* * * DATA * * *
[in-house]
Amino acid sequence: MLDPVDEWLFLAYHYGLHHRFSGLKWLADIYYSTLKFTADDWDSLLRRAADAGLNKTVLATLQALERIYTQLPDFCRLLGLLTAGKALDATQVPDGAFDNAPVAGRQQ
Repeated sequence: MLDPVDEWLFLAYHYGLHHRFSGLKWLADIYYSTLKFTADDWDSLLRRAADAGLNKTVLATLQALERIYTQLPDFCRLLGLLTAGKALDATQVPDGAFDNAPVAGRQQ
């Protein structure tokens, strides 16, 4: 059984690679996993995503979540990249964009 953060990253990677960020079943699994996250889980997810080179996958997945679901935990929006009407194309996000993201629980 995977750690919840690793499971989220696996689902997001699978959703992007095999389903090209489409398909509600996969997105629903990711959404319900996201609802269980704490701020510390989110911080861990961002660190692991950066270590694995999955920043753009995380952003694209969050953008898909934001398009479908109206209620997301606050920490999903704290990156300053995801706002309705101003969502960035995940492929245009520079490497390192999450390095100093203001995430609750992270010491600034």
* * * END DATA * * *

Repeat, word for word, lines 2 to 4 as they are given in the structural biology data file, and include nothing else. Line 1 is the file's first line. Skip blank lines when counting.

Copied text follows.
Amino acid sequence: MLDPVDEWLFLAYHYGLHHRFSGLKWLADIYYSTLKFTADDWDSLLRRAADAGLNKTVLATLQALERIYTQLPDFCRLLGLLTAGKALDATQVPDGAFDNAPVAGRQQ
Repeated sequence: MLDPVDEWLFLAYHYGLHHRFSGLKWLADIYYSTLKFTADDWDSLLRRAADAGLNKTVLATLQALERIYTQLPDFCRLLGLLTAGKALDATQVPDGAFDNAPVAGRQQ
């Protein structure tokens, strides 16, 4: 059984690679996993995503979540990249964009 953060990253990677960020079943699994996250889980997810080179996958997945679901935990929006009407194309996000993201629980 995977750690919840690793499971989220696996689902997001699978959703992007095999389903090209489409398909509600996969997105629903990711959404319900996201609802269980704490701020510390989110911080861990961002660190692991950066270590694995999955920043753009995380952003694209969050953008898909934001398009479908109206209620997301606050920490999903704290990156300053995801706002309705101003969502960035995940492929245009520079490497390192999450390095100093203001995430609750992270010491600034």